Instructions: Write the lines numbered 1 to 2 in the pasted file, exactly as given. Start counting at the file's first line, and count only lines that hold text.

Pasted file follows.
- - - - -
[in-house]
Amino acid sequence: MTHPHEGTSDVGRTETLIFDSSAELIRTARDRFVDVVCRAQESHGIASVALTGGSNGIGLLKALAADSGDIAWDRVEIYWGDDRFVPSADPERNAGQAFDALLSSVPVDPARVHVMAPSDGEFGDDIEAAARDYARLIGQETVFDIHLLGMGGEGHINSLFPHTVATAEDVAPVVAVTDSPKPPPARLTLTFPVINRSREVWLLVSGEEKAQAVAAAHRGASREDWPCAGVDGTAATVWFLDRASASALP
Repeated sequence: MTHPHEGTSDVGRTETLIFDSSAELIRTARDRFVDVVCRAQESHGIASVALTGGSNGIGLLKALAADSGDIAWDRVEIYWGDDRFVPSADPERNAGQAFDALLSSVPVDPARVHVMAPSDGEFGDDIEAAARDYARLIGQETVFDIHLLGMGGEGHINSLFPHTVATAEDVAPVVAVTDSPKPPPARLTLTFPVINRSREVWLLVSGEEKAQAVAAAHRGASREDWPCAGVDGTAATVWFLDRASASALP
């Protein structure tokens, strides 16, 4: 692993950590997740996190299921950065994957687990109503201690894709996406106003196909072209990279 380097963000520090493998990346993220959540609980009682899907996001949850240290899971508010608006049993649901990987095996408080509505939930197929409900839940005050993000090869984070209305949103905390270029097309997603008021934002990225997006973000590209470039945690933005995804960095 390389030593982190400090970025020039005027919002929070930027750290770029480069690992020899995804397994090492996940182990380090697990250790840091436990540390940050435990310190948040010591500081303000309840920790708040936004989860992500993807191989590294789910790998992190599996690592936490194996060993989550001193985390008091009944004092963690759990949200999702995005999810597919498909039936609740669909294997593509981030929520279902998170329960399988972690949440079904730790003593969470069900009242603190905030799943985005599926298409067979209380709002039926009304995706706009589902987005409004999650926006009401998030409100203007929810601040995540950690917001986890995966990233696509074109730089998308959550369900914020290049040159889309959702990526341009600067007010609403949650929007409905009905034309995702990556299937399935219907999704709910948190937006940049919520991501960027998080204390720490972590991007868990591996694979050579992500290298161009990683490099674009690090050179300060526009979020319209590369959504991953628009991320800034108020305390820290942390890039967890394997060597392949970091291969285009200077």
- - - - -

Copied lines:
[in-house]
Amino acid sequence: MTHPHEGTSDVGRTETLIFDSSAELIRTARDRFVDVVCRAQESHGIASVALTGGSNGIGLLKALAADSGDIAWDRVEIYWGDDRFVPSADPERNAGQAFDALLSSVPVDPARVHVMAPSDGEFGDDIEAAARDYARLIGQETVFDIHLLGMGGEGHINSLFPHTVATAEDVAPVVAVTDSPKPPPARLTLTFPVINRSREVWLLVSGEEKAQAVAAAHRGASREDWPCAGVDGTAATVWFLDRASASALP